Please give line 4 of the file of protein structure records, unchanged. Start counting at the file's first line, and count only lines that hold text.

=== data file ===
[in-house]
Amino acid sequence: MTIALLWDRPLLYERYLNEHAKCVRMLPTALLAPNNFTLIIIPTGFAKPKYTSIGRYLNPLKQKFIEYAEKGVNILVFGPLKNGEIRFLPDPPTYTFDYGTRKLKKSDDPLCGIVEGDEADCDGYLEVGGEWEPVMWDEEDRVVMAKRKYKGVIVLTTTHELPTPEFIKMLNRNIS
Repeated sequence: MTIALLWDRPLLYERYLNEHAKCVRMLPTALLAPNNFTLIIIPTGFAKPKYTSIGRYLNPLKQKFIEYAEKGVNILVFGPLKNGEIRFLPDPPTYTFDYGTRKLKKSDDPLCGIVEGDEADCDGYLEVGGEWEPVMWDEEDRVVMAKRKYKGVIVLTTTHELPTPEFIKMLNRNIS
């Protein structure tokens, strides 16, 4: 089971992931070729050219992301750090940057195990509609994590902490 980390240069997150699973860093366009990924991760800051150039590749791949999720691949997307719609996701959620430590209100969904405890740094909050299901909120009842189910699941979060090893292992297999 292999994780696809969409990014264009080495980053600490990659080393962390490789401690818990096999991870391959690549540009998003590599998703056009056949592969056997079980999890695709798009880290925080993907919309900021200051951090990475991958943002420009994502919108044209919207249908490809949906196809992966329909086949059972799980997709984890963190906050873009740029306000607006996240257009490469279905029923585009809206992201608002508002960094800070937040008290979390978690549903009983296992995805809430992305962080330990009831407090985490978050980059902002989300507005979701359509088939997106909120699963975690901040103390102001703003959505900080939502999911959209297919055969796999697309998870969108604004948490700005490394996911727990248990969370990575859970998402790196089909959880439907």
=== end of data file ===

């Protein structure tokens, strides 16, 4: 089971992931070729050219992301750090940057195990509609994590902490 980390240069997150699973860093366009990924991760800051150039590749791949999720691949997307719609996701959620430590209100969904405890740094909050299901909120009842189910699941979060090893292992297999 292999994780696809969409990014264009080495980053600490990659080393962390490789401690818990096999991870391959690549540009998003590599998703056009056949592969056997079980999890695709798009880290925080993907919309900021200051951090990475991958943002420009994502919108044209919207249908490809949906196809992966329909086949059972799980997709984890963190906050873009740029306000607006996240257009490469279905029923585009809206992201608002508002960094800070937040008290979390978690549903009983296992995805809430992305962080330990009831407090985490978050980059902002989300507005979701359509088939997106909120699963975690901040103390102001703003959505900080939502999911959209297919055969796999697309998870969108604004948490700005490394996911727990248990969370990575859970998402790196089909959880439907």